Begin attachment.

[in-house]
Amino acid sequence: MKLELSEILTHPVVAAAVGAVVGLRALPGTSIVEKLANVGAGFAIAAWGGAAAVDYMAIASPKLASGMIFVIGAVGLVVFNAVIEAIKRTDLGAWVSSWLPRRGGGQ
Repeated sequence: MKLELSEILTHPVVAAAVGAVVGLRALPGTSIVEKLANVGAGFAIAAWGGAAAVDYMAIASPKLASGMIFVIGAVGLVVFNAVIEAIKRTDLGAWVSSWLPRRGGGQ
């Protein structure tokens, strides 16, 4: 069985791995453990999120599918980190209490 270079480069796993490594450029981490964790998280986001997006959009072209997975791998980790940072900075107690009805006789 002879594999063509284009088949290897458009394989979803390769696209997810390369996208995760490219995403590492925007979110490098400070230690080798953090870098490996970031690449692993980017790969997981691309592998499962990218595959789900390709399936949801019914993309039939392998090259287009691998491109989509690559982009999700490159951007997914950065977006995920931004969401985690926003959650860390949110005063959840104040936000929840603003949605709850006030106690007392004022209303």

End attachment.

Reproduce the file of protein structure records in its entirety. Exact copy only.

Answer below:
[in-house]
Amino acid sequence: MKLELSEILTHPVVAAAVGAVVGLRALPGTSIVEKLANVGAGFAIAAWGGAAAVDYMAIASPKLASGMIFVIGAVGLVVFNAVIEAIKRTDLGAWVSSWLPRRGGGQ
Repeated sequence: MKLELSEILTHPVVAAAVGAVVGLRALPGTSIVEKLANVGAGFAIAAWGGAAAVDYMAIASPKLASGMIFVIGAVGLVVFNAVIEAIKRTDLGAWVSSWLPRRGGGQ
């Protein structure tokens, strides 16, 4: 069985791995453990999120599918980190209490 270079480069796993490594450029981490964790998280986001997006959009072209997975791998980790940072900075107690009805006789 002879594999063509284009088949290897458009394989979803390769696209997810390369996208995760490219995403590492925007979110490098400070230690080798953090870098490996970031690449692993980017790969997981691309592998499962990218595959789900390709399936949801019914993309039939392998090259287009691998491109989509690559982009999700490159951007997914950065977006995920931004969401985690926003959650860390949110005063959840104040936000929840603003949605709850006030106690007392004022209303």